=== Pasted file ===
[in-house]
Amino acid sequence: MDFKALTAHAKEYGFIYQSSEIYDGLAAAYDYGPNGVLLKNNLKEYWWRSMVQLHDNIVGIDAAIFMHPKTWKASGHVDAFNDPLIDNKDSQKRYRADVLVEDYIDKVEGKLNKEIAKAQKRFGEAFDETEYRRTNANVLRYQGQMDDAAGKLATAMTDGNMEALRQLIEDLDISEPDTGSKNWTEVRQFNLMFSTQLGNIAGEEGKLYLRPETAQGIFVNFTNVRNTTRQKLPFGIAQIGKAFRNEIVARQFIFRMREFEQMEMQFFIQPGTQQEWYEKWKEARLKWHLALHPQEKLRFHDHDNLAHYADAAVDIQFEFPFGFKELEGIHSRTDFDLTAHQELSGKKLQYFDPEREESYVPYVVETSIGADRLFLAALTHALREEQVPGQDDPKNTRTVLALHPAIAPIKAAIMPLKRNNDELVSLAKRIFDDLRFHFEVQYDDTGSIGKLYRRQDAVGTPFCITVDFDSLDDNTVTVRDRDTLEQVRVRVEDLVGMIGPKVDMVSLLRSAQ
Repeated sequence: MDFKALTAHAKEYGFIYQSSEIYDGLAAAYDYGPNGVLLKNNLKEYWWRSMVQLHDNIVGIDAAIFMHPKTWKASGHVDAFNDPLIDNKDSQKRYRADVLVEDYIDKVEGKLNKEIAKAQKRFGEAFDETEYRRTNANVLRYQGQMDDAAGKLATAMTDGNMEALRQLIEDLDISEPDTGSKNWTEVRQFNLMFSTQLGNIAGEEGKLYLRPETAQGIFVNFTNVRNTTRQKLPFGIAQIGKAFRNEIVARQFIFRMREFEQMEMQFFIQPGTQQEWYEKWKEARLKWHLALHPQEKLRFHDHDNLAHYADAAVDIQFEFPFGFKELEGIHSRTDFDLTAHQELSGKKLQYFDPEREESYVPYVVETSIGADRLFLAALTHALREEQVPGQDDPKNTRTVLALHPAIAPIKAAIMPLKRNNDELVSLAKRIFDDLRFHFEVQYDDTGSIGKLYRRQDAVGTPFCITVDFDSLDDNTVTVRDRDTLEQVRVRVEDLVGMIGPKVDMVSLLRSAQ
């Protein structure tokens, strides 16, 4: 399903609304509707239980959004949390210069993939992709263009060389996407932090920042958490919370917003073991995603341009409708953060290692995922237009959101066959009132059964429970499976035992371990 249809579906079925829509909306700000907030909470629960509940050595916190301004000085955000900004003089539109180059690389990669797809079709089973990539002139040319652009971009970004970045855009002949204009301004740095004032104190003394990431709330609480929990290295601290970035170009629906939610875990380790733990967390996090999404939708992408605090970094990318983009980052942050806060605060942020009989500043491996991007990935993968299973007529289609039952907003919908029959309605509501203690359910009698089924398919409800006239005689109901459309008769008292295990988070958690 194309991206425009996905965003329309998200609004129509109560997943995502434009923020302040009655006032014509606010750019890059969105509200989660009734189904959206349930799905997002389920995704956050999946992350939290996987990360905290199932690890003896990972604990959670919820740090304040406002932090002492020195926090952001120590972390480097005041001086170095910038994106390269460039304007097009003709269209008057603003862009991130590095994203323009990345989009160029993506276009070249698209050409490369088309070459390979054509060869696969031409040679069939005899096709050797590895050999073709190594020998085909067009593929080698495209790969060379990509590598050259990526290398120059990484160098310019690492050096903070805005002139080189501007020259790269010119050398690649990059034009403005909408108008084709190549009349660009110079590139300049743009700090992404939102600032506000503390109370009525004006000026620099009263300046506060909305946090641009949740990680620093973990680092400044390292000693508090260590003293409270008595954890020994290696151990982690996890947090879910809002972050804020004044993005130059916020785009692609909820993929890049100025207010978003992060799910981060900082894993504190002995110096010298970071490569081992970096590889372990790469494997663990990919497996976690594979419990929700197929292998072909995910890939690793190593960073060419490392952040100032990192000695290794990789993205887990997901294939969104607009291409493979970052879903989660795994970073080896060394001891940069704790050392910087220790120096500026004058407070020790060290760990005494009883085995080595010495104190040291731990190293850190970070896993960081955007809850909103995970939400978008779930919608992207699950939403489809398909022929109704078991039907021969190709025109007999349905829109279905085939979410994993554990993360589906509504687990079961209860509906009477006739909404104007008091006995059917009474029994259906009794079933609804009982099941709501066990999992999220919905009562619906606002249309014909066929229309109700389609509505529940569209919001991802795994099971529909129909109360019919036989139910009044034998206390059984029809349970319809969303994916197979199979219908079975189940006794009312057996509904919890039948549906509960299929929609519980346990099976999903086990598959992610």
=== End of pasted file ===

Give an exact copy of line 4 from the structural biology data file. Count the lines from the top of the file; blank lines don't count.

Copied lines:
């Protein structure tokens, strides 16, 4: 399903609304509707239980959004949390210069993939992709263009060389996407932090920042958490919370917003073991995603341009409708953060290692995922237009959101066959009132059964429970499976035992371990 249809579906079925829509909306700000907030909470629960509940050595916190301004000085955000900004003089539109180059690389990669797809079709089973990539002139040319652009971009970004970045855009002949204009301004740095004032104190003394990431709330609480929990290295601290970035170009629906939610875990380790733990967390996090999404939708992408605090970094990318983009980052942050806060605060942020009989500043491996991007990935993968299973007529289609039952907003919908029959309605509501203690359910009698089924398919409800006239005689109901459309008769008292295990988070958690 194309991206425009996905965003329309998200609004129509109560997943995502434009923020302040009655006032014509606010750019890059969105509200989660009734189904959206349930799905997002389920995704956050999946992350939290996987990360905290199932690890003896990972604990959670919820740090304040406002932090002492020195926090952001120590972390480097005041001086170095910038994106390269460039304007097009003709269209008057603003862009991130590095994203323009990345989009160029993506276009070249698209050409490369088309070459390979054509060869696969031409040679069939005899096709050797590895050999073709190594020998085909067009593929080698495209790969060379990509590598050259990526290398120059990484160098310019690492050096903070805005002139080189501007020259790269010119050398690649990059034009403005909408108008084709190549009349660009110079590139300049743009700090992404939102600032506000503390109370009525004006000026620099009263300046506060909305946090641009949740990680620093973990680092400044390292000693508090260590003293409270008595954890020994290696151990982690996890947090879910809002972050804020004044993005130059916020785009692609909820993929890049100025207010978003992060799910981060900082894993504190002995110096010298970071490569081992970096590889372990790469494997663990990919497996976690594979419990929700197929292998072909995910890939690793190593960073060419490392952040100032990192000695290794990789993205887990997901294939969104607009291409493979970052879903989660795994970073080896060394001891940069704790050392910087220790120096500026004058407070020790060290760990005494009883085995080595010495104190040291731990190293850190970070896993960081955007809850909103995970939400978008779930919608992207699950939403489809398909022929109704078991039907021969190709025109007999349905829109279905085939979410994993554990993360589906509504687990079961209860509906009477006739909404104007008091006995059917009474029994259906009794079933609804009982099941709501066990999992999220919905009562619906606002249309014909066929229309109700389609509505529940569209919001991802795994099971529909129909109360019919036989139910009044034998206390059984029809349970319809969303994916197979199979219908079975189940006794009312057996509904919890039948549906509960299929929609519980346990099976999903086990598959992610």